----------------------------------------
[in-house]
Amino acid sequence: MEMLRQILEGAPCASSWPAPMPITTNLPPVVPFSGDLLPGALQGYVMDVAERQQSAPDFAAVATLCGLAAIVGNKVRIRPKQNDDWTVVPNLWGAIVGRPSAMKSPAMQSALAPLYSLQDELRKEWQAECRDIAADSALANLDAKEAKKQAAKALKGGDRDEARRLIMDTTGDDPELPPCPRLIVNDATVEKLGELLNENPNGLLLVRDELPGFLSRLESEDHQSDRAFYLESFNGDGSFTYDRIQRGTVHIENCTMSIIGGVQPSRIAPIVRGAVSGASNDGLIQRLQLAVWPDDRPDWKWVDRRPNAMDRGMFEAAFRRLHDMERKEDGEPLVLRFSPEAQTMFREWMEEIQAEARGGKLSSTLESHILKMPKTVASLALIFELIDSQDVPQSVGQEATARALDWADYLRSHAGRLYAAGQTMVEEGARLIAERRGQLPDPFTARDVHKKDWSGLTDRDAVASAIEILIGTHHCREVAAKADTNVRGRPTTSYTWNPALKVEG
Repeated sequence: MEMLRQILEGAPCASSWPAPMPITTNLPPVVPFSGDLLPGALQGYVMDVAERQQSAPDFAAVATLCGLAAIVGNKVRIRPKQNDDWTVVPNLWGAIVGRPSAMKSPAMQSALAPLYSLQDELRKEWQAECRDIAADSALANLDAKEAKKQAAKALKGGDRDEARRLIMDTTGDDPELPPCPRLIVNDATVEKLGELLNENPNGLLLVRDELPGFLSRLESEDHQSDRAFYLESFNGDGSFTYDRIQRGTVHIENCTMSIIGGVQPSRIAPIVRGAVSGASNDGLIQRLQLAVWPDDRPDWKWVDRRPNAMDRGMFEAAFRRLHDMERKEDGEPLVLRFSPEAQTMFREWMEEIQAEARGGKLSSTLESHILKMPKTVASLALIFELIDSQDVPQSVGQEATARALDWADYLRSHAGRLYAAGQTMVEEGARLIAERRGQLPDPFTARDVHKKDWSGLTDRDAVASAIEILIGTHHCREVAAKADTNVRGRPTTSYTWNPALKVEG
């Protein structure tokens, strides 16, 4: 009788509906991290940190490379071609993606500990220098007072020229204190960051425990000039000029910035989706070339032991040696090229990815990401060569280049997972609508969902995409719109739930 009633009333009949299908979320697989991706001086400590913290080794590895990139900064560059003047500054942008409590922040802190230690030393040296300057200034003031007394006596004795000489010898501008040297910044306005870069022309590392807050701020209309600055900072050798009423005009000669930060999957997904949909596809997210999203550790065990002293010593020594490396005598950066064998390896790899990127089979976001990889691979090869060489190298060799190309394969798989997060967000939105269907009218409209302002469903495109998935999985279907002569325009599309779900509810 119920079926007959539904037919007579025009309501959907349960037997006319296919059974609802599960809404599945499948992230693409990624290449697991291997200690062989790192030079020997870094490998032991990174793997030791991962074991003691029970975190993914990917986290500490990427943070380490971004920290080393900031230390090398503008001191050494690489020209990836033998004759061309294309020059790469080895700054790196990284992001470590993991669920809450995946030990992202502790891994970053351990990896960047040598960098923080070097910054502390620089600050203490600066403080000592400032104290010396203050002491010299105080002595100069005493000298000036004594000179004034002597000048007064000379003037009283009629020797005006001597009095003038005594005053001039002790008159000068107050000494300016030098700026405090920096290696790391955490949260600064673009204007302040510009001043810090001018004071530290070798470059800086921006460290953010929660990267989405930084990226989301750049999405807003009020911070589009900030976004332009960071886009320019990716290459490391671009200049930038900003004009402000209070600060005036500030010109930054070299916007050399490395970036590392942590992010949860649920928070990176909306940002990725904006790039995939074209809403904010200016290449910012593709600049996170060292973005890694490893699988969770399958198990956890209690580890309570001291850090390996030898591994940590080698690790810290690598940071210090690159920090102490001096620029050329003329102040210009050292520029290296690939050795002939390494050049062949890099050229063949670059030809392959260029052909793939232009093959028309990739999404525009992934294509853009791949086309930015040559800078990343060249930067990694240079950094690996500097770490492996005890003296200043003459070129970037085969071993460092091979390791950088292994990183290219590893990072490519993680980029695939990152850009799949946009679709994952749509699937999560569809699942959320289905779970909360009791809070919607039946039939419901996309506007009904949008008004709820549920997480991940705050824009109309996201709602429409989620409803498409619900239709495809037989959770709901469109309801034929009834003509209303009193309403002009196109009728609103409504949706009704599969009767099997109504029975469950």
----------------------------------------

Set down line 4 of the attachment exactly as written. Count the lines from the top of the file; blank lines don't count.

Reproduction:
């Protein structure tokens, strides 16, 4: 009788509906991290940190490379071609993606500990220098007072020229204190960051425990000039000029910035989706070339032991040696090229990815990401060569280049997972609508969902995409719109739930 009633009333009949299908979320697989991706001086400590913290080794590895990139900064560059003047500054942008409590922040802190230690030393040296300057200034003031007394006596004795000489010898501008040297910044306005870069022309590392807050701020209309600055900072050798009423005009000669930060999957997904949909596809997210999203550790065990002293010593020594490396005598950066064998390896790899990127089979976001990889691979090869060489190298060799190309394969798989997060967000939105269907009218409209302002469903495109998935999985279907002569325009599309779900509810 119920079926007959539904037919007579025009309501959907349960037997006319296919059974609802599960809404599945499948992230693409990624290449697991291997200690062989790192030079020997870094490998032991990174793997030791991962074991003691029970975190993914990917986290500490990427943070380490971004920290080393900031230390090398503008001191050494690489020209990836033998004759061309294309020059790469080895700054790196990284992001470590993991669920809450995946030990992202502790891994970053351990990896960047040598960098923080070097910054502390620089600050203490600066403080000592400032104290010396203050002491010299105080002595100069005493000298000036004594000179004034002597000048007064000379003037009283009629020797005006001597009095003038005594005053001039002790008159000068107050000494300016030098700026405090920096290696790391955490949260600064673009204007302040510009001043810090001018004071530290070798470059800086921006460290953010929660990267989405930084990226989301750049999405807003009020911070589009900030976004332009960071886009320019990716290459490391671009200049930038900003004009402000209070600060005036500030010109930054070299916007050399490395970036590392942590992010949860649920928070990176909306940002990725904006790039995939074209809403904010200016290449910012593709600049996170060292973005890694490893699988969770399958198990956890209690580890309570001291850090390996030898591994940590080698690790810290690598940071210090690159920090102490001096620029050329003329102040210009050292520029290296690939050795002939390494050049062949890099050229063949670059030809392959260029052909793939232009093959028309990739999404525009992934294509853009791949086309930015040559800078990343060249930067990694240079950094690996500097770490492996005890003296200043003459070129970037085969071993460092091979390791950088292994990183290219590893990072490519993680980029695939990152850009799949946009679709994952749509699937999560569809699942959320289905779970909360009791809070919607039946039939419901996309506007009904949008008004709820549920997480991940705050824009109309996201709602429409989620409803498409619900239709495809037989959770709901469109309801034929009834003509209303009193309403002009196109009728609103409504949706009704599969009767099997109504029975469950």